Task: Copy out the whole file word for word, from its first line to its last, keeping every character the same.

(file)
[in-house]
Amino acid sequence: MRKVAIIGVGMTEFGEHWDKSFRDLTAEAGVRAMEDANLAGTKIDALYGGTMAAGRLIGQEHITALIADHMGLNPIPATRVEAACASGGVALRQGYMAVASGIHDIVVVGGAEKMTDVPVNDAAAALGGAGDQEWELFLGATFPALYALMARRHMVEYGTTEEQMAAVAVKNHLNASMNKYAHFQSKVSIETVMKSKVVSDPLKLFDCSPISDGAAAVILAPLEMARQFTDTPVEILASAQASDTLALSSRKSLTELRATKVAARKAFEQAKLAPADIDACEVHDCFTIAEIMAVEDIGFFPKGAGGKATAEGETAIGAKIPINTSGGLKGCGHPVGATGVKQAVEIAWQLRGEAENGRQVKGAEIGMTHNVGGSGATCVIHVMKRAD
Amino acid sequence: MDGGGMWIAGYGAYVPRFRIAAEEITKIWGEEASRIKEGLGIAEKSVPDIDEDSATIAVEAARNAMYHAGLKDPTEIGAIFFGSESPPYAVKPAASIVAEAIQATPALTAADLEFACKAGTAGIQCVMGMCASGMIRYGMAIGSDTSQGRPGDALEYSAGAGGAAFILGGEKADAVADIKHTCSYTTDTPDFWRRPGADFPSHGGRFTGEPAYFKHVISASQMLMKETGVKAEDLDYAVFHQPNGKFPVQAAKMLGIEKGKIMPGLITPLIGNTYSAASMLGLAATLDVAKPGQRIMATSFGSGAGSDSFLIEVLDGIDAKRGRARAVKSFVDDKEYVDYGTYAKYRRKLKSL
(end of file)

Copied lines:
[in-house]
Amino acid sequence: MRKVAIIGVGMTEFGEHWDKSFRDLTAEAGVRAMEDANLAGTKIDALYGGTMAAGRLIGQEHITALIADHMGLNPIPATRVEAACASGGVALRQGYMAVASGIHDIVVVGGAEKMTDVPVNDAAAALGGAGDQEWELFLGATFPALYALMARRHMVEYGTTEEQMAAVAVKNHLNASMNKYAHFQSKVSIETVMKSKVVSDPLKLFDCSPISDGAAAVILAPLEMARQFTDTPVEILASAQASDTLALSSRKSLTELRATKVAARKAFEQAKLAPADIDACEVHDCFTIAEIMAVEDIGFFPKGAGGKATAEGETAIGAKIPINTSGGLKGCGHPVGATGVKQAVEIAWQLRGEAENGRQVKGAEIGMTHNVGGSGATCVIHVMKRAD
Amino acid sequence: MDGGGMWIAGYGAYVPRFRIAAEEITKIWGEEASRIKEGLGIAEKSVPDIDEDSATIAVEAARNAMYHAGLKDPTEIGAIFFGSESPPYAVKPAASIVAEAIQATPALTAADLEFACKAGTAGIQCVMGMCASGMIRYGMAIGSDTSQGRPGDALEYSAGAGGAAFILGGEKADAVADIKHTCSYTTDTPDFWRRPGADFPSHGGRFTGEPAYFKHVISASQMLMKETGVKAEDLDYAVFHQPNGKFPVQAAKMLGIEKGKIMPGLITPLIGNTYSAASMLGLAATLDVAKPGQRIMATSFGSGAGSDSFLIEVLDGIDAKRGRARAVKSFVDDKEYVDYGTYAKYRRKLKSL